Sri Lanka’s problems are far from fixed

A year after angry Sri Lankans stormed the president’s residence and forced his ouster during a meltdown of the economy, the island’s streets are calm, there are no serpentine queues at fuel stations and hours-long power cuts have ended.

The central bank expects the economy to resume growth this quarter after six quarters of contraction – faster than expected by many economists – while overseas remittances are surging and tourist numbers are rising.

While economists judge the country to be past the worst of the crisis, it’s problems are far from fixed. Food, healthcare and house rental costs are high and still increasing, the poverty rate has doubled in the last year and is seen rising further, while negotiations to reorganise the government’s crippling debt burden face some uncertainty.

“Stability is somewhat there but what it means is no extreme shortages, no fuel queues, and no 13-hour power cuts,” said Rehana Thowfeek, an economist at the Colombo-based Advocata Institute think tank.

“Inflation is tapering off but compared to pre-crisis levels, the cost of living is very high and incomes have not kept up. The bulk of Sri Lanka’s poor people are daily wage earners, and they are among the hardest hit.”

Sri Lanka sank into a financial crisis after the COVID-19 pandemic decimated tourism and remittances from citizens working abroad fell. The war in Ukraine pushed prices for imports, particularly fuel, sharply higher.

In March last year, thousands took to the streets to vent their anger at lengthy power cuts and spiralling prices, and to call for the Rajapaksa family that had dominated the country’s politics for much of the last 20 years to leave power.

After weeks of protests and a steady worsening of the crisis, President Gotabaya Rajapaksa fled overseas, formally stepping down on July 13. He was replaced as president by his prime minister, Ranil Wickremesinghe, who brought in reforms and negotiated a $2.9 billion bailout from the International Monetary Fund (IMF) in March.

While price increases are easing, they are still high. Power costs, which jumped 65% in February, remain difficult for low-income families despite a 14.2% reduction in July.

The key inflation index was at 12% in June and is expected to hit single digits in July after peaking at 70% in September and following a rebasing in February. But food, clothing, health care and housing costs remain elevated.

Food inflation hit a record high of 95% in September and although it has come down, June’s reading of 4.1% means prices are still rising. Clothing prices increased 44% on the year in June, housing 26% and medical 16%.

Rising costs are having a toll on poverty, which nearly doubled to 25% of the population last year and could jump to 27.4% this year, according to the World Bank. Last week, the multilateral lender to developing countries approved a $700 million loan for Sri Lanka, including $200 million for the poor.

LOTS TO DO

In a new initiative to help the poor, the government has said it will roll out a direct cash transfer programme to about 2.3 million families later this month and pledged to spend $680 million a year on their welfare. But critics say the monthly handout of 2,500 rupees ($8) to 15,000 rupees, based on poverty levels, is inadequate.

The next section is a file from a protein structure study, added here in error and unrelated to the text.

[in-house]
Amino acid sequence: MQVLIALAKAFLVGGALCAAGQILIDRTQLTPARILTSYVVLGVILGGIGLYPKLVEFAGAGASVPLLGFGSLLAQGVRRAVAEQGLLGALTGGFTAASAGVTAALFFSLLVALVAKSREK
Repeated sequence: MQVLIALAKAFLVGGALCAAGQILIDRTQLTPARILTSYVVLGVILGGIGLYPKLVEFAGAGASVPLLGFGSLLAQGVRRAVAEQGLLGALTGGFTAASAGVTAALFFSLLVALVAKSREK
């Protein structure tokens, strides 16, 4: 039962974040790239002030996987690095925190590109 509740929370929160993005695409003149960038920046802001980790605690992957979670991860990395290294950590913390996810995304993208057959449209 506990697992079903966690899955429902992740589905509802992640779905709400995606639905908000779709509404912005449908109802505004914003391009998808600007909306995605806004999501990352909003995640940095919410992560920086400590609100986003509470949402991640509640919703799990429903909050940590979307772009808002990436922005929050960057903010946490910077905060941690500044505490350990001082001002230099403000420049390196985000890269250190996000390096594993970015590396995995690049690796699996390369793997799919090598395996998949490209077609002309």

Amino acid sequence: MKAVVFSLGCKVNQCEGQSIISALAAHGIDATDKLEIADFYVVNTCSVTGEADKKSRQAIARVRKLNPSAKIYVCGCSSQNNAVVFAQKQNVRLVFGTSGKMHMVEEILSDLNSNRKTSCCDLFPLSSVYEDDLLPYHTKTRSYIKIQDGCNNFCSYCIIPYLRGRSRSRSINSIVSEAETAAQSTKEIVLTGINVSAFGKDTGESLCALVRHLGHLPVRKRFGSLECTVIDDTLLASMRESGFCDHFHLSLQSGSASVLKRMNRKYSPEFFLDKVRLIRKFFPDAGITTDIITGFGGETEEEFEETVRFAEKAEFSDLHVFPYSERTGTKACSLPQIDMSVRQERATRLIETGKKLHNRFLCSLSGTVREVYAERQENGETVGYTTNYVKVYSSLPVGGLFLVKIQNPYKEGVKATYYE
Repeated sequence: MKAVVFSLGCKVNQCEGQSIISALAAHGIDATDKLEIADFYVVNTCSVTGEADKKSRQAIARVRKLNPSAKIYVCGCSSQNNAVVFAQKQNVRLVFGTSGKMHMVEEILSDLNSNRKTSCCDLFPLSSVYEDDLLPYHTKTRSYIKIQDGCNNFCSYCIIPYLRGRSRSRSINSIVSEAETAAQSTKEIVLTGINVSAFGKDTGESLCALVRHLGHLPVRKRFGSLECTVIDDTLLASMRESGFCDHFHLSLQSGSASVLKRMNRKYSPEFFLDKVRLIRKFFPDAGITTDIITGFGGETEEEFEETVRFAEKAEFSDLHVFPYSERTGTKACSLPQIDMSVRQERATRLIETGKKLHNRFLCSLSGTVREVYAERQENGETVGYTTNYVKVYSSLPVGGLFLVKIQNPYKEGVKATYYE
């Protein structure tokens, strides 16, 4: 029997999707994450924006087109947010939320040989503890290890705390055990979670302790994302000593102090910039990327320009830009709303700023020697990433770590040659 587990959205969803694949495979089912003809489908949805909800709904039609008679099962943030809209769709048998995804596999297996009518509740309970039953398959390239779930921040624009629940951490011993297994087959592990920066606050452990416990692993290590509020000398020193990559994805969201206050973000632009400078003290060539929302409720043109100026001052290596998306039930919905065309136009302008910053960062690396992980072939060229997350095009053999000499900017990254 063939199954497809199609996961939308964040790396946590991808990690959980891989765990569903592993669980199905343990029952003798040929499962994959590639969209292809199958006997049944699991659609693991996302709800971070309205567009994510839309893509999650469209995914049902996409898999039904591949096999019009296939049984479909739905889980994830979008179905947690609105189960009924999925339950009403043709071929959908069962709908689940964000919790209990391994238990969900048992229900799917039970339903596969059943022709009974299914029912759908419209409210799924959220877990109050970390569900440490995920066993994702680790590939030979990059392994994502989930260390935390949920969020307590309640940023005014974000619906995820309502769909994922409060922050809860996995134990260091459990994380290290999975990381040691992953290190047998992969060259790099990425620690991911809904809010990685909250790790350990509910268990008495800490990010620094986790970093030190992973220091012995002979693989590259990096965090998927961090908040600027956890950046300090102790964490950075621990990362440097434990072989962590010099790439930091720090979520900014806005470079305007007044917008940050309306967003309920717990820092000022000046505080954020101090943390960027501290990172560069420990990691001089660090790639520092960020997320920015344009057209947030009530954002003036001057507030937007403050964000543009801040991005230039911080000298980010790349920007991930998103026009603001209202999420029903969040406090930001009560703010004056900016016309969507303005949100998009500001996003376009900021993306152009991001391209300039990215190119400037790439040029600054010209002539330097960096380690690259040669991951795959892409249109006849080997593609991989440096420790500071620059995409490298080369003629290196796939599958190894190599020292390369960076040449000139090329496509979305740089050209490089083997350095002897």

Kamal Padmasiri, a board member of the state-run Welfare Benefits Board, estimated the requirement at 13,800 rupees per person per month but said the exchequer cannot pay the whole amount.

“We are in a default situation in Sri Lanka,” Padmasiri told Reuters. “Cash transfers will be given for three years and people need to develop and move forward during this time. The payments are not permanent … we cannot afford it.”

There have been some gains however.

A 30% rise in tourism revenues this year and a 76% jump in remittances have funnelled $3.2 billion into Sri Lanka’s coffers, helping reserves hit a 14-month high of $3.5 billion in May, and the currency appreciate by about 18% this year.

Sri Lanka still must rework a large chunk of its $36 billion foreign debt, which includes $12.5 billion in international sovereign bonds and $11.3 billion bilateral credit owed mostly to China, Japan and India.

Wickremesinghe has set a goal of finalising debt talks by September, which, if successful, would smoothen the release of a second tranche of IMF funding due by October.

But China, Sri Lanka’s largest bilateral lender with about $7.4 billion in outstanding bilateral and commercial loans, has so far declined to join a so-called common framework led by Japan and the Paris Club to renegotiate Sri Lanka’s debt. read more

Also, despite the projection of growth starting in the July quarter, Sri Lanka’s export-driven economy is expected to contract by 2% in the full year, after shrinking 7.8% in 2022. Exports fell 11% this year until May, mostly driven by a 16.5% drop in garment sales to the European Union and the United States.

“We really need our exports to accelerate, we need genuine investors coming in, and we need to take forward market access through free-trade agreements and other measures,” said Shiran Fernando, chief economist at Sri Lanka’s largest industry body Ceylon Chamber of Commerce.

“The IMF programme will only keep us going for the next one-to-two years but beyond that we need stronger reforms around land, labour and loss-making state enterprises.”

Reuters

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